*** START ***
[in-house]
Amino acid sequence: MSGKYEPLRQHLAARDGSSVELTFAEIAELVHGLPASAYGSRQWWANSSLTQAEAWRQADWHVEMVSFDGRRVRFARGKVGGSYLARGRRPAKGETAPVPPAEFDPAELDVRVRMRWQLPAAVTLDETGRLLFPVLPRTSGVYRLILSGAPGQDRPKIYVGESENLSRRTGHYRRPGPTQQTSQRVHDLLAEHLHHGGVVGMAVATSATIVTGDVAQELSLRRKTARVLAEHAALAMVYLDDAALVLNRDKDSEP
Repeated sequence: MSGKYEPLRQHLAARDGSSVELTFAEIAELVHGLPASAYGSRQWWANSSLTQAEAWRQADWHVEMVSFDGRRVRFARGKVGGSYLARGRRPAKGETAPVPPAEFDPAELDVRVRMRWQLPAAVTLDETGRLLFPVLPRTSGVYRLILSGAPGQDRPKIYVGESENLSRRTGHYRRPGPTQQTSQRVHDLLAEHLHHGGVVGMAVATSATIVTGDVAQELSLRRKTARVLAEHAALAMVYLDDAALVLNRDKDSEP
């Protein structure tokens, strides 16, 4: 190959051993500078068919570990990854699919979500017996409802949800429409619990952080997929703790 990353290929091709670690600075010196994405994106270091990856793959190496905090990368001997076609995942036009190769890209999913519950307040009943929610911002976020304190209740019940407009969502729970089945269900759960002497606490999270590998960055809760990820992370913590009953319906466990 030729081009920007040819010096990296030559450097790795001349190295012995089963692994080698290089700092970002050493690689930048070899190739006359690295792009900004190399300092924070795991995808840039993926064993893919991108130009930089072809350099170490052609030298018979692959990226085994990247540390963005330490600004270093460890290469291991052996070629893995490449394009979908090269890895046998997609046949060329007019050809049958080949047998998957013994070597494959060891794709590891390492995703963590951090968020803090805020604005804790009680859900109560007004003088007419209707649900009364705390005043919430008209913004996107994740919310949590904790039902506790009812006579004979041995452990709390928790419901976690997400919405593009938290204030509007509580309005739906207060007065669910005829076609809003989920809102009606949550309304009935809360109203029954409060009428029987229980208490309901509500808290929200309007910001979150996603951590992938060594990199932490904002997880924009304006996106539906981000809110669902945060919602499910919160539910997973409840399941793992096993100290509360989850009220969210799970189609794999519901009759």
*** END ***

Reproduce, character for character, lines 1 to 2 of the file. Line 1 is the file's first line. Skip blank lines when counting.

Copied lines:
[in-house]
Amino acid sequence: MSGKYEPLRQHLAARDGSSVELTFAEIAELVHGLPASAYGSRQWWANSSLTQAEAWRQADWHVEMVSFDGRRVRFARGKVGGSYLARGRRPAKGETAPVPPAEFDPAELDVRVRMRWQLPAAVTLDETGRLLFPVLPRTSGVYRLILSGAPGQDRPKIYVGESENLSRRTGHYRRPGPTQQTSQRVHDLLAEHLHHGGVVGMAVATSATIVTGDVAQELSLRRKTARVLAEHAALAMVYLDDAALVLNRDKDSEP